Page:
• interviews October 20, 2011

    Yvonne Rainer

    Few artists have contributed so deeply to so many fields as the choreographer, dancer, writer, and filmmaker Yvonne Rainer. Born in 1934 in San Francisco, Rainer moved to New York City in the 1950s and began to make her own dances in 1960, cofounding the Judson Dance Theater in 1962. The Mind Is a Muscle, arguably her most celebrated work, was first performed in full at the Anderson Theater in 1968, and included in its program her signature dance, “Trio A” (1966). Since 1972, she has completed seven critically acclaimed, feature-length films. Rainer is the recipient of numerous awards, among

  • “Donald Moffett: The Extravagent Vein”

    Oh, to feel the fury of Gran Fury again. Well, now perhaps you can—at least for a museal moment. More crucially, in this survey of nearly seventy works by Donald Moffett, you can see how a founding member of that aids activist agitprop group began to lean toward subtler concerns after the mid-1990s, using canvases as projection sites for elegant landscape videos and constructing Arte Povera–esque “paintings” using rayon and zippers. The fact that some of those videos depict Central Park’s cruising ground the Ramble, and that some of those paintings recall

  • diary June 18, 2011

    Plug ‘n’ Play

    IN THAT “DEAD” WEEK between Venice and Basel, what did you do? Did you follow the 2011 art bus to Berlin or Città della Pieve? Retreat to Geneva, Milan, Helsinki, Bedford? If you were lucky, perhaps you spent the entr’acte in London, saw Michael Clark’s premiere of th in the Tate Turbine Hall and a Mark Leckey performance at the Serpentine, attended a Dennis Cooper–divined group show (“The Weaklings”) at Five Years Gallery in Regent Studios, immersed yourself in Stuart Comer’s screening of Community Action Center, etc. . . .

    “Like one long evening,” as John Tremblay put it.

    Then, on the plane to

  • diary June 03, 2011

    Everything Is ILLUMInated



    “Courageous . . . ”

    “I hate this place.” I heard this more than once, and really, Venice can be such a drag. It’s a town of hyperbole and hubris, the sort of place where you can park your 377-foot megayacht right against the Sestiere Castello and set up a security fence blocking off half the street, detouring the yachtless hoi polloi who have to walk to the Biennale. A place where one might spot guardian snipers in buoys floating in the shallow waters surrounding such yachts. The sort of place from which, just for fun, a prominent collector may fly out several dozen “friends”

  • diary May 27, 2011

    Take a Bow

    “MADONNA HAS SO MUCH INFLUENCE in every sphere. I think she could kill people just by looking at them.”

    We walked by the paparazzi step-and-repeat and down a blue carpet in MoMA’s sculpture garden, passing male models who held umbrellas for guests in case of rain.

    She has a lot of restraint, I suggested.

    “She’s the only person that would make me pass out if I met them.”

    Then: “Madonna, I’d like you to meet Ryan Trecartin! He’s a fabulous artist.”

    Ryan Trecartin did not in fact pass out when Klaus Biesenbach introduced him to Madonna, though neither of us was able to muster any words for the occasion.

  • diary May 16, 2011

    Press Play

    THE SATURDAY BEFORE LAST, Christie’s hosted a tony “Bear Party” in a big plastic tent erected at the Seagram Plaza in Midtown. No bears attended. “A straight person must have thought of that name,” someone murmured outside, their face washed in the glow of Urs Fischer’s twenty-ton teddy bear/streetlight, which sat, slumped and lonely, looking out at Park Avenue. Flashbulbs bounced off the glittering girls vamping in front of a CHRISTIE’S photo-op backdrop and lining up for entrance bracelets. It was like a Millionaire Matchmaker mixer, except here the goal was to partner rich people with merch.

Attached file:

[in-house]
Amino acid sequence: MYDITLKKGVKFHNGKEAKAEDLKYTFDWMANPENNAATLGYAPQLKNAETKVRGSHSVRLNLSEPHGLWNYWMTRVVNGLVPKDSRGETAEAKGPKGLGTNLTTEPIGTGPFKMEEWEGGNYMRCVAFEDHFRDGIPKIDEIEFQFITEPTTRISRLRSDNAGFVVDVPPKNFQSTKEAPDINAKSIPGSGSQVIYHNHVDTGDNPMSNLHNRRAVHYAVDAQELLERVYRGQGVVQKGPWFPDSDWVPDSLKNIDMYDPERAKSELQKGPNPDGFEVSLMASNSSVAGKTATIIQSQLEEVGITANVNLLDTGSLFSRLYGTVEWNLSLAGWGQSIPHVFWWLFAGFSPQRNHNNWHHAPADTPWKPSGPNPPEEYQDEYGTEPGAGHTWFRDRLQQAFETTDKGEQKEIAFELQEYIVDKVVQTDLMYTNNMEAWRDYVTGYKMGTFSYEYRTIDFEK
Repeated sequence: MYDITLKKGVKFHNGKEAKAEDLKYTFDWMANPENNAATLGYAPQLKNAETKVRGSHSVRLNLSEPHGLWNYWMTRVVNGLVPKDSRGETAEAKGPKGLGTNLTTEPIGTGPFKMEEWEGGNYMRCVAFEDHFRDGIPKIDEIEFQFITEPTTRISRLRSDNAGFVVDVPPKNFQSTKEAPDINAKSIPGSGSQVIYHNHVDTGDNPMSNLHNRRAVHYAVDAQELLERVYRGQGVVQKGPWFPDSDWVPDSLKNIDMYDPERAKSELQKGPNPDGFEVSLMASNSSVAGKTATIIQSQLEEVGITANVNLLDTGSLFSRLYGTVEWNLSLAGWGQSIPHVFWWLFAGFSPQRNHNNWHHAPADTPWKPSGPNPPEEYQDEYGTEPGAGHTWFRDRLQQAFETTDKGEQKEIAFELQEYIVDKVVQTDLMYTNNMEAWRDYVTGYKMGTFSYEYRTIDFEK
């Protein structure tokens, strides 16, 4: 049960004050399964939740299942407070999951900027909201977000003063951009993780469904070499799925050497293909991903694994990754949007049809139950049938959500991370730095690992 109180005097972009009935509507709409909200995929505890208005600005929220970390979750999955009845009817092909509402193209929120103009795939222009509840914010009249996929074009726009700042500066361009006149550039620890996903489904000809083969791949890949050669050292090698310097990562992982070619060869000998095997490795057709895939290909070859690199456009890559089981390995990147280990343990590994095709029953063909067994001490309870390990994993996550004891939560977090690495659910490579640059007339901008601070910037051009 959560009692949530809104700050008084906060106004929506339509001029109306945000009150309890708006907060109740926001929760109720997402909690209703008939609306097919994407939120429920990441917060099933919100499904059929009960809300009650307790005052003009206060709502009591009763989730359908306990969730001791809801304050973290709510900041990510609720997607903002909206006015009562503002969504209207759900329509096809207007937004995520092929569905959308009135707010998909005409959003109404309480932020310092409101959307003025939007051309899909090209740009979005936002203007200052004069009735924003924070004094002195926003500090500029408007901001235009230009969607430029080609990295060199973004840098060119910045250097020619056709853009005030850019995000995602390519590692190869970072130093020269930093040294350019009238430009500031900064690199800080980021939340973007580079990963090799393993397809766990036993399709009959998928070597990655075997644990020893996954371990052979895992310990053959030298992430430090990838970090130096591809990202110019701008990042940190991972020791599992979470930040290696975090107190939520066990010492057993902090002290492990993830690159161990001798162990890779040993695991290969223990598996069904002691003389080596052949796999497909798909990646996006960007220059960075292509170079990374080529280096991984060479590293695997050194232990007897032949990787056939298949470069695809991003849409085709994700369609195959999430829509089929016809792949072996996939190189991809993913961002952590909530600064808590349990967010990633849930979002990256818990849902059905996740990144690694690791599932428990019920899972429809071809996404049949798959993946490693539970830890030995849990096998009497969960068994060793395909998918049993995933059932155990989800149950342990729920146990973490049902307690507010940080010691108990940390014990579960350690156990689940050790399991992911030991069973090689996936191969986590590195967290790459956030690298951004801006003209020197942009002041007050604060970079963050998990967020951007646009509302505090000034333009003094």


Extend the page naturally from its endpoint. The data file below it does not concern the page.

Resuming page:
• diary May 05, 2011

    Long Weekend

    AI WEIWEI WAS NOT at the dinner held in his honor Friday night at Tim Raue, the Michelin-star restaurant around the corner from that old-school symbol of the old-school cold war, Checkpoint Charlie. Nor was he amid the convocation of concerned Germans attending Sunday morning’s panel, “Why We Urgently Need Ai Weiwei,” at Martin-Gropius-Bau. He wasn’t at Wednesday’s buoyant but intimate opening for Anna Ostoya at Silberkuppe or Thursday’s launch for Esther Schipper’s bright new space or Saturday’s world premiere screening of Sarah Morris’s film Chicago at Babylon Berlin Mitte or any of the other

  • “Alexander McQueen: Savage Beauty”

    Considering the eloquent bravura of Alexander McQueen’s creations, it’s no surprise that the designer redefined the runway as a stage for high-concept theatrics.

    Considering the eloquent bravura of Alexander McQueen’s creations—the concoctions of horns and feathers, the slick-sleazy “bumsters,” the sybaritic “VOSS” collection—it’s no surprise that the designer redefined the runway as a stage for high-concept theatrics. From the robotic arms that fired paint at a whirling Shalom Harlow and her white dress (on the spring/summer 1999 catwalk) to “Deliverance,” a 2004 masterpiece of pageantry choreographed by Michael Clark and inspired by Sydney Pollack’s They Shoot Horses, Don’t They? (1969), McQueen knew how to make a show

  • Terence Koh

    For better or worse, Terence Koh is a serious artist. You have to be serious to spend twenty-six days in a gallery circumnavigating a mountain of salt on your knees, as Koh did for “nothingtoodoo,” his solo debut at Mary Boone Gallery. And you really have to be serious to take a vow of silence, as Koh also did, for the duration of the exhibition. The often hushed, almost reverential tone of the audience reflected and bolstered this seriousness, as did the artist’s overall aesthetic fussiness: his all-white outfit, the removal of any vestiges of decoration from the gallery’s reception space, the

  • diary April 16, 2011

    Twilight Zona

    “THE WORLD’S GOTTEN SMALLER,” a dealer tells us in the car to Polanco from Mexico City International Airport. “Everywhere is important. You can’t overlook anyplace. No matter how provincial.”

    “Excuse me,” a writer pipes up. “Mexico City is not provincial. Los Angeles is provincial.”

    “What’s wrong with provincial?” asks a second dealer from the backseat.

    “It’s what we moved to New York to get away from…”

    If there ever were a center it lost its hold years ago. Many—more than one might expect—made the time to parachute into Mexico City the Tuesday before last from New York, Berlin, Milan, London,